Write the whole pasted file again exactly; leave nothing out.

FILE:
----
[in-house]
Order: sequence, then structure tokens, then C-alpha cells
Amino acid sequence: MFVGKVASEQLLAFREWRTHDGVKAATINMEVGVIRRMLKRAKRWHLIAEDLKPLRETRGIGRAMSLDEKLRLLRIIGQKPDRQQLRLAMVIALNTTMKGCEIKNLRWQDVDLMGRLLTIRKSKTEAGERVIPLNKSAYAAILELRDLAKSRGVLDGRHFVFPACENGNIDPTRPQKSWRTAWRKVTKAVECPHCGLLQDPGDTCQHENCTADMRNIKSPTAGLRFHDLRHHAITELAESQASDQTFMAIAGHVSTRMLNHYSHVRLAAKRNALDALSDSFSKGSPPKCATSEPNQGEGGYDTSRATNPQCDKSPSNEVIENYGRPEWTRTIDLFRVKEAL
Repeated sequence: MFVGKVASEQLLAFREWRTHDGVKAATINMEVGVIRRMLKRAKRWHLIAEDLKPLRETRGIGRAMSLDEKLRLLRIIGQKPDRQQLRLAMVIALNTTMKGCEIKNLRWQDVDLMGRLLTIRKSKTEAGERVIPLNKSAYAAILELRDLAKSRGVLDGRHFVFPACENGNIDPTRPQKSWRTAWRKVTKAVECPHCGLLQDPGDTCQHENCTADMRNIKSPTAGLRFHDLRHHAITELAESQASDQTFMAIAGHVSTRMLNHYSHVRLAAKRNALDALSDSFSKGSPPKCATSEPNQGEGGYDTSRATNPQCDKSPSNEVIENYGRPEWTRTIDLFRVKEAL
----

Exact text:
[in-house]
Order: sequence, then structure tokens, then C-alpha cells
Amino acid sequence: MFVGKVASEQLLAFREWRTHDGVKAATINMEVGVIRRMLKRAKRWHLIAEDLKPLRETRGIGRAMSLDEKLRLLRIIGQKPDRQQLRLAMVIALNTTMKGCEIKNLRWQDVDLMGRLLTIRKSKTEAGERVIPLNKSAYAAILELRDLAKSRGVLDGRHFVFPACENGNIDPTRPQKSWRTAWRKVTKAVECPHCGLLQDPGDTCQHENCTADMRNIKSPTAGLRFHDLRHHAITELAESQASDQTFMAIAGHVSTRMLNHYSHVRLAAKRNALDALSDSFSKGSPPKCATSEPNQGEGGYDTSRATNPQCDKSPSNEVIENYGRPEWTRTIDLFRVKEAL
Repeated sequence: MFVGKVASEQLLAFREWRTHDGVKAATINMEVGVIRRMLKRAKRWHLIAEDLKPLRETRGIGRAMSLDEKLRLLRIIGQKPDRQQLRLAMVIALNTTMKGCEIKNLRWQDVDLMGRLLTIRKSKTEAGERVIPLNKSAYAAILELRDLAKSRGVLDGRHFVFPACENGNIDPTRPQKSWRTAWRKVTKAVECPHCGLLQDPGDTCQHENCTADMRNIKSPTAGLRFHDLRHHAITELAESQASDQTFMAIAGHVSTRMLNHYSHVRLAAKRNALDALSDSFSKGSPPKCATSEPNQGEGGYDTSRATNPQCDKSPSNEVIENYGRPEWTRTIDLFRVKEAL